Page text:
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This is a general view of the medical officers training camp at Camp Greenleaf.

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In the fall of 1918, World War I was a few months into its fifth year and had become a cataclysm resulting in millions of deaths. But even as the war entered its final weeks, nature inflicted more casualties than had uncountable bombs, shells and bullets in the conflict.

A pandemic of what was then known as the Spanish Influenza (although it apparently had nothing to do with Spain) struck on a worldwide basis. The Centers for Disease Control estimated that one-third of the world's population became infected with this virus. The pandemic caused an estimated 50 million to 100 million deaths worldwide with 500,000 to 700,000 in the United States.

The origin of the flu virus was unknown. It spread simultaneously through North America, Europe and Asia in three waves during 1918-1919. In the United States, it was first identified in military personnel in spring 1918, but the spring wave was relatively mild. The virus returned in the autumn of that year with ferocity.

The virus itself usually was not the cause of death. Most victims succumbed to bacterial pneumonia following the influenza virus infection. Mortality was high in people younger than 5, 20- to 40-years old, and 65 years and older. The high mortality in healthy people, including those in the 20- to 40-year age group, was a unique feature of this pandemic.

Young men gathered together at camps and military posts for war mobilization and training, such as at Fort Oglethorpe and Camps Greenleaf and Forrest (on the Chickamauga Battlefield itself), were particularly susceptible.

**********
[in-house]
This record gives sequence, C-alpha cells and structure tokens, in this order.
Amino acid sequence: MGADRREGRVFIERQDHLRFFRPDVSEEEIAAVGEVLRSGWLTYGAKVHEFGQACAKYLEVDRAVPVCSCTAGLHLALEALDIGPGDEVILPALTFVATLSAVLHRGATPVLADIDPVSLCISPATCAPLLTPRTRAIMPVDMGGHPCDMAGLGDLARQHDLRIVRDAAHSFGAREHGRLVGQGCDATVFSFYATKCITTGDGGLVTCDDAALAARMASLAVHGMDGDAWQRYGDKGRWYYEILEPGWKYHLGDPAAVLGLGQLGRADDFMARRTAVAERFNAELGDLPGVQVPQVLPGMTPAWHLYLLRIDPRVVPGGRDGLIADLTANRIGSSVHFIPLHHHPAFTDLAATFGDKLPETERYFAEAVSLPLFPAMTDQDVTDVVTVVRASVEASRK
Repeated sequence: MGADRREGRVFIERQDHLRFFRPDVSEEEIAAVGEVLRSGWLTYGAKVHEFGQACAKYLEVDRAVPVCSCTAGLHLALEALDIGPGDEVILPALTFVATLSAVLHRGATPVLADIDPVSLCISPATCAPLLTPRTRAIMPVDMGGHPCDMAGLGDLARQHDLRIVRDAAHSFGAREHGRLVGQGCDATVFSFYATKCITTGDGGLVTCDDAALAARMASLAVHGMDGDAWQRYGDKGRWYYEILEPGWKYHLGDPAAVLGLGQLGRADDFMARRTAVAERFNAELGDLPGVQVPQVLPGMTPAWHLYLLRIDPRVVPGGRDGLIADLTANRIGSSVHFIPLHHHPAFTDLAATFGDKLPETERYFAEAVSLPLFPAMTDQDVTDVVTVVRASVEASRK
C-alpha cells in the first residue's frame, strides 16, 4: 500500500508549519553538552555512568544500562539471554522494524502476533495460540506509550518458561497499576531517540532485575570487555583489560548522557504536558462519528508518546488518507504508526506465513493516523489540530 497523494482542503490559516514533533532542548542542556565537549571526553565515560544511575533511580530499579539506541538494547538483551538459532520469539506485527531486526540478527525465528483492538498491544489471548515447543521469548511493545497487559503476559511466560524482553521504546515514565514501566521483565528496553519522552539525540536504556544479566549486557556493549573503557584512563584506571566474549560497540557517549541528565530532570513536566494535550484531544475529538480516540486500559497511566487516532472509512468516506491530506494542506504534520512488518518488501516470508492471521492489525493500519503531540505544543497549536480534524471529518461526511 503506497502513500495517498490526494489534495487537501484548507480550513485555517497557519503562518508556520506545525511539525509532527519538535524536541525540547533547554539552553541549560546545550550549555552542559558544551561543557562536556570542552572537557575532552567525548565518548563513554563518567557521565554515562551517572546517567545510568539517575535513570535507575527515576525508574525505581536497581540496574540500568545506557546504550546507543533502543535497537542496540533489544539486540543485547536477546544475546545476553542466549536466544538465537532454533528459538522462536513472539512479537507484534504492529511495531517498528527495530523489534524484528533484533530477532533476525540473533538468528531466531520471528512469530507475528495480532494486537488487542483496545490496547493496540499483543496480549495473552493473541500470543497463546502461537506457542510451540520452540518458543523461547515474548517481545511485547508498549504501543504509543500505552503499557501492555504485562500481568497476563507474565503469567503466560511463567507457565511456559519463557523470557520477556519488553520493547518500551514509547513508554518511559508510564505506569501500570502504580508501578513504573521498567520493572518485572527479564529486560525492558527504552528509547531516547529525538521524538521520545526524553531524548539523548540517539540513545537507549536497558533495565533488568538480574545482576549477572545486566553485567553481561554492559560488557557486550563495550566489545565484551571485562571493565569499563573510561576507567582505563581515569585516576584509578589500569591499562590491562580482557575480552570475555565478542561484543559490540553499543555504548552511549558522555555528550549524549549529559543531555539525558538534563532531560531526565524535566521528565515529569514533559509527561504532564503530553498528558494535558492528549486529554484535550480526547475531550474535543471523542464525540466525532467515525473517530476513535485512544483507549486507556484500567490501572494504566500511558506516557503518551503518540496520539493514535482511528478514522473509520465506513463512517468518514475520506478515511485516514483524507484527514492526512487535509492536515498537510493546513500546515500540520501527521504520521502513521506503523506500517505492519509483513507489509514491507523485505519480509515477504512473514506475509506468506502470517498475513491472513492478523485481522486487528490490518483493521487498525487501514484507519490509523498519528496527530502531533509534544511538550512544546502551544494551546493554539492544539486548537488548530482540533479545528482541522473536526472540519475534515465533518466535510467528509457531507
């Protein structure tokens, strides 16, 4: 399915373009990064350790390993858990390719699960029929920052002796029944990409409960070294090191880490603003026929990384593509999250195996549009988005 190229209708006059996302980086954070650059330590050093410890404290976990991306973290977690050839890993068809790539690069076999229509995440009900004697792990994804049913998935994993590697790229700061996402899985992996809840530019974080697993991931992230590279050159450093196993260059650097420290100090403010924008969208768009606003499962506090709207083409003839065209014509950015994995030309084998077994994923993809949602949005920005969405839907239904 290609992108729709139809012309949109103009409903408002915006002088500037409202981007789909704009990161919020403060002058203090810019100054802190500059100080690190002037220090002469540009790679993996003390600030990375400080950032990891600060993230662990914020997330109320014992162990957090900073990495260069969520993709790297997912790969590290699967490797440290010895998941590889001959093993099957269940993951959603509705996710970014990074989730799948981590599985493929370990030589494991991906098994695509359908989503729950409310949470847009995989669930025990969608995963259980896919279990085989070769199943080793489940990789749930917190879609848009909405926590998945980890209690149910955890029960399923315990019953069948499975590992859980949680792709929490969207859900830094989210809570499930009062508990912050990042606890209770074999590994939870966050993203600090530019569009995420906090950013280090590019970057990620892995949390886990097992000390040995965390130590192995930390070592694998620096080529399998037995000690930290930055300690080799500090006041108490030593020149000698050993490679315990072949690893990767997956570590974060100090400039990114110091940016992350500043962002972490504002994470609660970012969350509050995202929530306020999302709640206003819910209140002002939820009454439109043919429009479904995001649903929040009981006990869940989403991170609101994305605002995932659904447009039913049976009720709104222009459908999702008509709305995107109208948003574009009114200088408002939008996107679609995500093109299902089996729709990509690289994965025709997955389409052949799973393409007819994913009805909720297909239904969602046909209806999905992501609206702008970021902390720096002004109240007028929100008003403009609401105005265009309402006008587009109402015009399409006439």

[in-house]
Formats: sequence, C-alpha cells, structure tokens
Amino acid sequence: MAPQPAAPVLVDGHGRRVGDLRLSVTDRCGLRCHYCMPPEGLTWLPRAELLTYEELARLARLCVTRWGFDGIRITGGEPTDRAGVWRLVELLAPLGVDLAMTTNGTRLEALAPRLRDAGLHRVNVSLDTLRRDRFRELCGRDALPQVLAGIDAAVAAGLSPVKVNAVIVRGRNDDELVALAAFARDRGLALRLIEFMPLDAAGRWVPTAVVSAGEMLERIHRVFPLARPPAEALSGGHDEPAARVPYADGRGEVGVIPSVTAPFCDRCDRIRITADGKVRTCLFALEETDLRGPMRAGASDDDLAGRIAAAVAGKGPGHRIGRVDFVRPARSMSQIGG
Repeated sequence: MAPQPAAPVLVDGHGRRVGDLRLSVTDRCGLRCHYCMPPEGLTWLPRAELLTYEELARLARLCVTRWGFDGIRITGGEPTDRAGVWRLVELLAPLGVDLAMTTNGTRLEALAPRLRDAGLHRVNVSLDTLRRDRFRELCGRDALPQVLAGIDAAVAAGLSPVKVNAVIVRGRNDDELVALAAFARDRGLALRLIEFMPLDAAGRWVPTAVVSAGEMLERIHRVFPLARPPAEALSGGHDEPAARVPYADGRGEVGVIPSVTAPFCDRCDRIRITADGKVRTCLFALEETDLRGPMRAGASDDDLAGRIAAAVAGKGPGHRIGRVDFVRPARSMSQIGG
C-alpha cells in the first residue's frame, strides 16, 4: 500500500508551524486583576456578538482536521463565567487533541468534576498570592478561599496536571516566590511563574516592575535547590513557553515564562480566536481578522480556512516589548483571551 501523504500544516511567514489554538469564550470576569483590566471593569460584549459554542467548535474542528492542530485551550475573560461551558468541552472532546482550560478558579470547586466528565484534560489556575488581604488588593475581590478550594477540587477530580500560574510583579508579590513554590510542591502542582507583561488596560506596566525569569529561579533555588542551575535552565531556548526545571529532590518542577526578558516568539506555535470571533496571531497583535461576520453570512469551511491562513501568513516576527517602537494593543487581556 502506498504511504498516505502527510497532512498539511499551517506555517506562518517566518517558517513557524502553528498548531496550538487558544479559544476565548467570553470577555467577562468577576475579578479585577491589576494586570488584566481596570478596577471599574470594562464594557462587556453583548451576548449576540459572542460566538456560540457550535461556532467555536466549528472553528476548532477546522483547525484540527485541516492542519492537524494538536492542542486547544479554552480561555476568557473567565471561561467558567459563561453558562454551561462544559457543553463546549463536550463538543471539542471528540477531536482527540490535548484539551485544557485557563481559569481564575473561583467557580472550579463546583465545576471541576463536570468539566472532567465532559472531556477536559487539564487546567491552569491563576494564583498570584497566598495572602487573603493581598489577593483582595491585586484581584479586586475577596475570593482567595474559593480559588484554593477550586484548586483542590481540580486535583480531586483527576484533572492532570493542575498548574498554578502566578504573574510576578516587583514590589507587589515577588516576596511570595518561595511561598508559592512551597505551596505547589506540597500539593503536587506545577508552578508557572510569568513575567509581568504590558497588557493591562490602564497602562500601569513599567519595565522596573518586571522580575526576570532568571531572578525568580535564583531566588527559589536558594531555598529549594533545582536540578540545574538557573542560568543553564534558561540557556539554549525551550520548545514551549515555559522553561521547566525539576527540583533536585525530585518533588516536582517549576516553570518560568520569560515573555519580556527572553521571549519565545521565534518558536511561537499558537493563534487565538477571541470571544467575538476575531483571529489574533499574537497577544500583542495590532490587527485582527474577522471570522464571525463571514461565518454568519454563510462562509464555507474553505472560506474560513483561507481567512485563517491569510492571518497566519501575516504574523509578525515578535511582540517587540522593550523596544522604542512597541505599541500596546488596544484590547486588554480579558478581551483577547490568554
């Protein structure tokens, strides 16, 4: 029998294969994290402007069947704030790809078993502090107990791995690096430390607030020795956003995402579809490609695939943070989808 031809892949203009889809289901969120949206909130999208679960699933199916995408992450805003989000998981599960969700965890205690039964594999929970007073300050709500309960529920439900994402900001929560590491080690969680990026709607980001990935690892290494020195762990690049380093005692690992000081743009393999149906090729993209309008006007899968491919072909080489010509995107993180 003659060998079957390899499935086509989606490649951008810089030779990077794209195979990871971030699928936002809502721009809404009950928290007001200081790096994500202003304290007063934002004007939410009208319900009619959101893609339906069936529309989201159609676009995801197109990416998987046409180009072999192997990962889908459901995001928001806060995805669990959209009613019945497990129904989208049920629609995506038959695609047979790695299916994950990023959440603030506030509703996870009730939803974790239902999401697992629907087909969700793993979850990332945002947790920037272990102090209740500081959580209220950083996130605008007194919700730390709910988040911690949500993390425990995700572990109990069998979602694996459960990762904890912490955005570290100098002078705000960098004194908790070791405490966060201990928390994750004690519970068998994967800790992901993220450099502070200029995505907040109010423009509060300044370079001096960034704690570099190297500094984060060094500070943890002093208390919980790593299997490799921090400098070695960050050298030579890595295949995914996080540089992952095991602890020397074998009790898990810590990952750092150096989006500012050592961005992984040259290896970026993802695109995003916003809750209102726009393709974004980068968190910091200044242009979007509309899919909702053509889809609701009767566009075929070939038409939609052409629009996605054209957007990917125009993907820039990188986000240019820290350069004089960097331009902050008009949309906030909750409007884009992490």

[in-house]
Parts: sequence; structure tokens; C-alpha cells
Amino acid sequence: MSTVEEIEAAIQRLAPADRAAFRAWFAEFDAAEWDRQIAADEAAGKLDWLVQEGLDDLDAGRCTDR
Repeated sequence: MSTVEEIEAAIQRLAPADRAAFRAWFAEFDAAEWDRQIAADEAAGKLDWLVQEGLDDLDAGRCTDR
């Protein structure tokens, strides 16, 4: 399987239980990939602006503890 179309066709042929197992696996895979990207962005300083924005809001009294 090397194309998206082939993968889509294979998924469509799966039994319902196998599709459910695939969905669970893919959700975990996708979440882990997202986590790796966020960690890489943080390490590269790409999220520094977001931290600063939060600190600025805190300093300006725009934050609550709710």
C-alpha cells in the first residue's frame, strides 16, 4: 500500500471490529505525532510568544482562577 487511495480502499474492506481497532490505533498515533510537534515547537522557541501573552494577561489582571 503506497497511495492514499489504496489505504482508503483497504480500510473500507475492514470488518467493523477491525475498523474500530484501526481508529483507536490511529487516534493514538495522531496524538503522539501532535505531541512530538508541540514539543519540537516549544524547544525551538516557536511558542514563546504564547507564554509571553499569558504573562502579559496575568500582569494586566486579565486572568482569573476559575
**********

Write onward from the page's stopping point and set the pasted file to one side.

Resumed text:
At first, authorities at Chattanooga thought that the flu might bypass the city. Articles in the Chattanooga News in the third week of September reported the spread of the contagion across the country, but that it had not yet reached Chattanooga or its nearby military posts. Nonetheless, on Sept. 24, federal and local officials conferred on possible precautions should the disease reach the area. As late as Oct. 1, the paper reported that authorities hoped continued warm weather would keep the flu away.

The first week of October, however, witnessed the first deaths in and around Chattanooga. By Friday of that week, there were 12 deaths at the army posts just south of the city. On Oct. 7, theaters were closed, and visitation at the county jail was curtailed, but schools stayed in session with their windows open. Schools were closed on Oct. 9, and public gatherings curtailed. A Baptist Bible conference was canceled. Stores were ordered to fumigate twice a day, keep their windows open and then to close on Oct. 12. As a result, Market Street was expected to be like a "deserted country road." A report published on Oct. 11 estimated there were 2,763 cases of the flu at the posts, and 7,000 cases in the city and its suburbs. By Oct. 21, 99 deaths were reported in the city.

Chattanooga homes were described as becoming small hospitals. Between illness and military service, doctors were in short supply. To the extent not stricken themselves, ministers, banned from conducting church services, visited the sick and conducted funerals. With school suspended, a number of teachers aided the sick in many ways, with one principal and some of his staff setting up a soup kitchen.

As was the case elsewhere, the flu ran rampant for a couple of weeks and then subsided to a significant degree, although isolated cases lingered.

With the worst over, business more or less resumed on Oct. 29. Public business was again suspended on Nov. 11, but only for the happy occasion of the Armistice marking the end of the war.

Assuming that the death toll was reported under influenza rather than pneumonia, total deaths in Chattanooga and Hamilton County from the flu approached 700. How many of those were in excess over a normal year is unclear. Deaths at the military posts exceeded 400. By comparison, Atlanta lost a total of 829 residents, and Nashville a total of 875, a higher death rate because of an outbreak at a large war plant with 35,000 workers in Old Hickory.

Sam D. Elliott, a local attorney and historian, is the author or editor of several books and essays on Tennesseans in the Civil War era, including an award-winning biography of Gov. Isham G. Harris. For more information, visit Chattahistoricalassoc.org.

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